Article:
Lesley Wiart surveyed more than 300 child-care centres and 25 day homes in Alberta for a study aimed at helping child-care providers create inclusive spaces for children with disabilities. (Photo: Richard Siemens)
(Edmonton) Researchers from the University of Alberta are teaming up with child-care providers and day-home operators to ensure they have adequate training and support needed to offer inclusive spaces for children with disabilities.
Lesley Wiart was the lead author of a new study that identified challenges in providing inclusive spaces for children with physical disabilities, cognitive impairments and behavioural issues. The research showed that many Alberta child-care centres and day homes support inclusion but sometimes lack training and support.
“Even though providers overwhelmingly have positive attitudes about inclusion, they still experience some barriers to including kids with disabilities in their programs,” said Wiart, an assistant clinical professor in the Faculty of Rehabilitation Medicine.
Wiart surveyed 318 child-care centres and 25 day homes in Alberta for her study, which showed that 91 per cent of centre-based programs had provided inclusive care in the previous two years. The most inclusive programs typically featured more training for staff who knew how to get access to specialized support services, had higher staff-to-children ratios and were physically accessible.
However, the study also showed that 36 per cent of centres and 29 per cent of day homes had turned away children with special needs because programs were at capacity, the child required more attention than staffing levels could accommodate, staff had inadequate training or the space was physically unsuitable.
The survey found that most centres and day homes—60 per cent and 53 per cent, respectively—had used specialized support services for children with special needs; however, more than a third—36 per cent of centres and 40 per cent of day homes—were unaware of how to do so.
Wiart, a pediatric physical therapist who conducted this research as her post-doctoral project in the Faculty of Nursing, says the aim of this research was to identify the issues that can inform policy and service delivery to support inclusion for children with disabilities in early learning and care settings.
“There is a definite need for targeted training and support for staff at child-care centres around inclusion practices.”
Research influences child care
Wiart’s research influenced a new pilot program offered by Getting Ready for Inclusion Today (GRIT), which receives funding to support inclusion of children in care settings.
With funding from Alberta Education, the not-for-profit created a program called Access, Supports and Participation (ASaP) that models a continuum of supports and services for inclusion in child-care settings, said executive director Barb Reid. Ensuring programs have flexible funding is one of the keys to ensuring inclusion, she says.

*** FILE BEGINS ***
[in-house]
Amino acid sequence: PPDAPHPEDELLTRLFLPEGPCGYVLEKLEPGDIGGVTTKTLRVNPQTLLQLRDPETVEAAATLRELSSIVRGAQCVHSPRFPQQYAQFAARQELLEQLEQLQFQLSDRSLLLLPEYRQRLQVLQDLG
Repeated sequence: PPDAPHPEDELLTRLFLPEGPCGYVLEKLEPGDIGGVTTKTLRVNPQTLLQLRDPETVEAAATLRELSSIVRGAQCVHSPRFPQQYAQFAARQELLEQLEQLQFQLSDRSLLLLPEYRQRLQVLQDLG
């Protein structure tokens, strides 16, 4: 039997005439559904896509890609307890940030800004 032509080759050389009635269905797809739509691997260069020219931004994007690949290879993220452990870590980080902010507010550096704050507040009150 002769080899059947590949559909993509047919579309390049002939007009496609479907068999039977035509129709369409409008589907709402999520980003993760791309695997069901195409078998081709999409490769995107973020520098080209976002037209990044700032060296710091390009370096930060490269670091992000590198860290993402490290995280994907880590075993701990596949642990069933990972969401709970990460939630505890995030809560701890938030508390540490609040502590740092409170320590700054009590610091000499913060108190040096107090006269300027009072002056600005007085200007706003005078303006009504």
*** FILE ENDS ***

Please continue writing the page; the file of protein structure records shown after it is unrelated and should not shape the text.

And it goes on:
“You can have a really strong, quality child-care centre, but to move it from a quality child-care centre to a quality, inclusive centre takes more intentional provision of resources and supports.”
The ASaP pilot is currently being offered at five care centres in Edmonton, including the MacEwan Child Care Centre. Director Joan MacDonald said the pilot will eventually expand to 10 sites, noting Wiart’s research provides an opportunity to address the many challenges of providing inclusive child care.
“An opportunity is there to engage in dialogue and problem-solve with professionals who have expertise and skill in working with children of varying abilities. That’s an important interface for us in this project,” she said.
Before her enrolment at MacEwan, Christy Raymond-Seniuk’s daughter Sydney struggled with obsessive-compulsive disorder and separation anxiety—issues that were initially recognized with help from qualified staff at the centre, she said.
Raymond-Seniuk said Sydney qualified for funding through GRIT for a part-time aide five days a week, along with consultations from specialists like occupational therapists. Without it, the MacEwan nursing instructor and PhD student likely would have been forced to stay home.
“Once we put supports in place, it was just amazing to see the changes,” she said. “My child became part of a group and interacted with the rest of the children, which you always wish for as a parent.”
Wiart’s research was funded by the Alberta Centre for Child, Family and Community Research. It was published this month in the peer-reviewed International Journal of Inclusive Education.